The Executive Yuan yesterday approved amendments to lift a prohibition against Taiwanese adopting the children of their Chinese spouses, and exempting income earned in Taiwan by Hong Kong and Macanese maritime and aviation companies from taxes to pave the way for bilateral double-taxation avoidance agreements.
The Cabinet revised a clause in the Act Governing Relations Between the People of the Taiwan Area and the Mainland Area (兩岸人民關係條例), which prohibits Taiwanese from adopting Chinese children if the adoptive parent already has a child or if the adoptive parent adopts two or more children at the same time.
Mainland Affairs Council Deputy Minister Chiu Chui-cheng (邱垂正) said the council had drafted the measure in response to the Council of Grand Justices’ Constitutional Interpretation No. 712, handed down on Oct. 4, 2013, declaring that Item 1 of Article 65 of the act was unconstitutional.
The interpretation stems from an adoption case in 2007, in which a court ruled against the request of 82-year-old Wang Shao-hsiang (汪少祥) to adopt the son of his wife, Liu Qian (劉茜), from her previous marriage, on the grounds that Wang had three daughters from his previous marriage.
The council also drafted an amendment to the Act Governing Relations with Hong Kong and Macau (香港澳門關係條例) to prevent double taxation of Taiwanese maritime and aviation firms in Hong Kong and Macau and vice versa.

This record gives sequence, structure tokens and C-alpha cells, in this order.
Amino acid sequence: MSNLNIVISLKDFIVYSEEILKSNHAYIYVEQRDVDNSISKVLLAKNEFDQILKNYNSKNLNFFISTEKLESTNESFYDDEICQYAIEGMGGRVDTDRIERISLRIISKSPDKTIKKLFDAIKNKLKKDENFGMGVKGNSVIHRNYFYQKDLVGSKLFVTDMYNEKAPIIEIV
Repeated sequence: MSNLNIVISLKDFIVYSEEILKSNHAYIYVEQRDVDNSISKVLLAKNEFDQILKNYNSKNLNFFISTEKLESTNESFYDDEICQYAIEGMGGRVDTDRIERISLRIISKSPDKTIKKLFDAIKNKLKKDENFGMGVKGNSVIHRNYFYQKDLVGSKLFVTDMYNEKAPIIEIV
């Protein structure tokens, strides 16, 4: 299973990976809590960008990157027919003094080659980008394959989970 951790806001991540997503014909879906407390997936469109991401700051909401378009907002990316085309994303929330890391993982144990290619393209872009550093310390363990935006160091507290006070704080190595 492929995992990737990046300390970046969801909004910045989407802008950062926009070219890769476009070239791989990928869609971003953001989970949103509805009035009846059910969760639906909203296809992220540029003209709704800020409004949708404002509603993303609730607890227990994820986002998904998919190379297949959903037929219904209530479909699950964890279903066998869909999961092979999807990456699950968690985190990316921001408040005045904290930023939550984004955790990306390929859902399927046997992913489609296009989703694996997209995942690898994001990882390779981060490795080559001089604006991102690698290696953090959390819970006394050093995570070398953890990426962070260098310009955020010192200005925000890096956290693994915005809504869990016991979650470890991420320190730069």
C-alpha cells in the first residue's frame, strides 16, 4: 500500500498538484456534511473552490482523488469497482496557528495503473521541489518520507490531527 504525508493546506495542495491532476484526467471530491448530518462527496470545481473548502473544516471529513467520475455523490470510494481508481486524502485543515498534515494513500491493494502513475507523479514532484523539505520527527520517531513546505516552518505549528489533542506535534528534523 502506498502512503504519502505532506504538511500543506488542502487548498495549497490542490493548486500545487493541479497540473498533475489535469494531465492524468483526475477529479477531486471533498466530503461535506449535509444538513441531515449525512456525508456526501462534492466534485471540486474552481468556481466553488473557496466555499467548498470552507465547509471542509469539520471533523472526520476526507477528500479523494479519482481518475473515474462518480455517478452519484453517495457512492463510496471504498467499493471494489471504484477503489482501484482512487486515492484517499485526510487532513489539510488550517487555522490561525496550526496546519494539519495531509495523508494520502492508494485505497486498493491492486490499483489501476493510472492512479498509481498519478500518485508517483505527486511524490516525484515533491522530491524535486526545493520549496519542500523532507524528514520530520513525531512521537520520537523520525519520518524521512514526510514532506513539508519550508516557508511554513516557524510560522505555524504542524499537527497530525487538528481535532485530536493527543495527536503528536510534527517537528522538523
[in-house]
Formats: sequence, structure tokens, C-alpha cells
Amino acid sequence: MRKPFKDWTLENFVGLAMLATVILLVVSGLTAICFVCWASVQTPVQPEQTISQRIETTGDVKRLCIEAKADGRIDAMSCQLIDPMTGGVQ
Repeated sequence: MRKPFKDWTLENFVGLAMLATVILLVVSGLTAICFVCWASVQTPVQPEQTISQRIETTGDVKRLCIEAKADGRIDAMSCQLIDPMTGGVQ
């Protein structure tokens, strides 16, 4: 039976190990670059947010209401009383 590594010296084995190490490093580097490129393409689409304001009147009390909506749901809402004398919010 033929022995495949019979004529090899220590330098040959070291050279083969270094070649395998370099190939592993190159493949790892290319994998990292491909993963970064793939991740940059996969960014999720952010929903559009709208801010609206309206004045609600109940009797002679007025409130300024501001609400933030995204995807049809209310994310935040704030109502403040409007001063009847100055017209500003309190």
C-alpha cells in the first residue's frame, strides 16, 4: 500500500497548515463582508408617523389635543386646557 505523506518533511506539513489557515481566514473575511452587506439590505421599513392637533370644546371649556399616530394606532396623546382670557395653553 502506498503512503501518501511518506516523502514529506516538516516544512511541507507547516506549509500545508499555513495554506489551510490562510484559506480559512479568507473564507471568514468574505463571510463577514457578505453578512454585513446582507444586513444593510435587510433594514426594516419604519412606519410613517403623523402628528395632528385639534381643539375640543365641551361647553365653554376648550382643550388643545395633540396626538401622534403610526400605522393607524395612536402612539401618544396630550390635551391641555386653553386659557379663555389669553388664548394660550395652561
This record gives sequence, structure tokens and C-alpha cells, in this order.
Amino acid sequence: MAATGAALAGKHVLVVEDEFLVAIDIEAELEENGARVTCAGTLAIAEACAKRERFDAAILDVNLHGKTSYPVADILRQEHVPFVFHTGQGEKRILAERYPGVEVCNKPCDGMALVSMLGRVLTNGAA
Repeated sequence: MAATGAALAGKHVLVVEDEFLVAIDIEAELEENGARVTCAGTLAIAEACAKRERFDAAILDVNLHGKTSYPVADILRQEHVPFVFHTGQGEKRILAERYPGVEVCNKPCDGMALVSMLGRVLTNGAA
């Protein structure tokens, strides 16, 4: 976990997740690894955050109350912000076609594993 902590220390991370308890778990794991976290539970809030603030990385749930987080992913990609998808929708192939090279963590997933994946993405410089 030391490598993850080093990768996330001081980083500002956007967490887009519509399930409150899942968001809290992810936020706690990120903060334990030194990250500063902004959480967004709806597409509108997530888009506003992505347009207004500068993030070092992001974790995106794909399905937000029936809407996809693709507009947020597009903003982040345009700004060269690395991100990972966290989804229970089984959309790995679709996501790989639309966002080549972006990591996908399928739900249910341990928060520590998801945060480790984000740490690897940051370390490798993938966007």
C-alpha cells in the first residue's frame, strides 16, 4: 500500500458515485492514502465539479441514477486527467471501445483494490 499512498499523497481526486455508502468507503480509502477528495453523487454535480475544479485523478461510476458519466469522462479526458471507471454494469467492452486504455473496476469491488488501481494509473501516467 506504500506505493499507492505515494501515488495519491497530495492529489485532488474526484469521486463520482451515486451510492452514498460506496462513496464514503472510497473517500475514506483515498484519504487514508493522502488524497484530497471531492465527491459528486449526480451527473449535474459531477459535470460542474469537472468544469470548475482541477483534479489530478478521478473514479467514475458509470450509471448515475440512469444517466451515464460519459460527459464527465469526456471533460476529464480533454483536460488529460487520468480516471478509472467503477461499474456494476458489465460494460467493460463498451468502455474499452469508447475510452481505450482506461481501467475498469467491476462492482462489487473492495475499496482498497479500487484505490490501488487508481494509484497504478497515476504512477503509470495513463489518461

The amendment is to lay the legal framework for the reciprocal tax exemption to improve the competitiveness of Taiwanese companies.
The Hong Kong-Macua tax deal can move forward even though a cross-strait double taxation avoidance agreement signed in August last year has yet to be approved by the legislature, because interactions with the two Chinese territories is not subject to cross-strait regulations, Chiu said.
However, “we cannot proceed with the cross-strait double taxation avoidance agreement until the legislation of a proposed cross-strait agreement oversight bill is completed,” he said.
In other developments, Premier Lin Chuan (林全) has asked the Cabinet to tighten controls over key retired officials who had access to national security information as part of their jobs, Executive Yuan spokesman Hsu Kuo-yung (徐國勇) said.
The premier’s order follows a controversial visit to China by more than 30 retired military officers last week, who attended an event where Chinese President Xi Jinping (習近平) delivered a speech, and who stood at attention when the Chinese national anthem was played.
Lin asked Minister Without Portfolio Lin Mei-chu (林美珠) to assess the possibility of extending the current three-year travel restriction on retired high-ranking officials and military personnel, to establish a mechanism to screen overseas travel requests by former key officials and to establish penalties for violations such as suspension of pensions and award revocations.
The assessment must be finalized by the end of this year, Hsu said.
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